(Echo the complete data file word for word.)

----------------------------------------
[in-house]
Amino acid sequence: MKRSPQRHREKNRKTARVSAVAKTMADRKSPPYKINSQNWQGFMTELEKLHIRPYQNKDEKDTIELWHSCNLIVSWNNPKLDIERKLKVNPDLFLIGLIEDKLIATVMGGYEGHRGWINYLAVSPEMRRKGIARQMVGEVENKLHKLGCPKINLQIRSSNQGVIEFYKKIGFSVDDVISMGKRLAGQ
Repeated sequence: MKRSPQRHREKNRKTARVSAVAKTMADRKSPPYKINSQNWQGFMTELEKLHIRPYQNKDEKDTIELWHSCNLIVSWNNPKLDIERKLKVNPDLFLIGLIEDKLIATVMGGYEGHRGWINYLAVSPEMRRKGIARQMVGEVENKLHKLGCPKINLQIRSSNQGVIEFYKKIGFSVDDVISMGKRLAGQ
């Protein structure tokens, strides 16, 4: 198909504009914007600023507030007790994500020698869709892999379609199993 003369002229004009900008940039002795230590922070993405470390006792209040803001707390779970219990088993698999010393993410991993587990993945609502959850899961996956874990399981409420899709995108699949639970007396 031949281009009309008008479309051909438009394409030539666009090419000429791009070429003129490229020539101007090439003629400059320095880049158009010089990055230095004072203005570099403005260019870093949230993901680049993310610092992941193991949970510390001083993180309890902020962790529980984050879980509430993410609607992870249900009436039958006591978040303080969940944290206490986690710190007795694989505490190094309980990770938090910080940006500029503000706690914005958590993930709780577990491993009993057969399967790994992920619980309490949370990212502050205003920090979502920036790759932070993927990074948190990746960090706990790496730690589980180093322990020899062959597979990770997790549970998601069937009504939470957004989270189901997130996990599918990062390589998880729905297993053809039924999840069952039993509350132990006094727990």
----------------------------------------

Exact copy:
[in-house]
Amino acid sequence: MKRSPQRHREKNRKTARVSAVAKTMADRKSPPYKINSQNWQGFMTELEKLHIRPYQNKDEKDTIELWHSCNLIVSWNNPKLDIERKLKVNPDLFLIGLIEDKLIATVMGGYEGHRGWINYLAVSPEMRRKGIARQMVGEVENKLHKLGCPKINLQIRSSNQGVIEFYKKIGFSVDDVISMGKRLAGQ
Repeated sequence: MKRSPQRHREKNRKTARVSAVAKTMADRKSPPYKINSQNWQGFMTELEKLHIRPYQNKDEKDTIELWHSCNLIVSWNNPKLDIERKLKVNPDLFLIGLIEDKLIATVMGGYEGHRGWINYLAVSPEMRRKGIARQMVGEVENKLHKLGCPKINLQIRSSNQGVIEFYKKIGFSVDDVISMGKRLAGQ
């Protein structure tokens, strides 16, 4: 198909504009914007600023507030007790994500020698869709892999379609199993 003369002229004009900008940039002795230590922070993405470390006792209040803001707390779970219990088993698999010393993410991993587990993945609502959850899961996956874990399981409420899709995108699949639970007396 031949281009009309008008479309051909438009394409030539666009090419000429791009070429003129490229020539101007090439003629400059320095880049158009010089990055230095004072203005570099403005260019870093949230993901680049993310610092992941193991949970510390001083993180309890902020962790529980984050879980509430993410609607992870249900009436039958006591978040303080969940944290206490986690710190007795694989505490190094309980990770938090910080940006500029503000706690914005958590993930709780577990491993009993057969399967790994992920619980309490949370990212502050205003920090979502920036790759932070993927990074948190990746960090706990790496730690589980180093322990020899062959597979990770997790549970998601069937009504939470957004989270189901997130996990599918990062390589998880729905297993053809039924999840069952039993509350132990006094727990």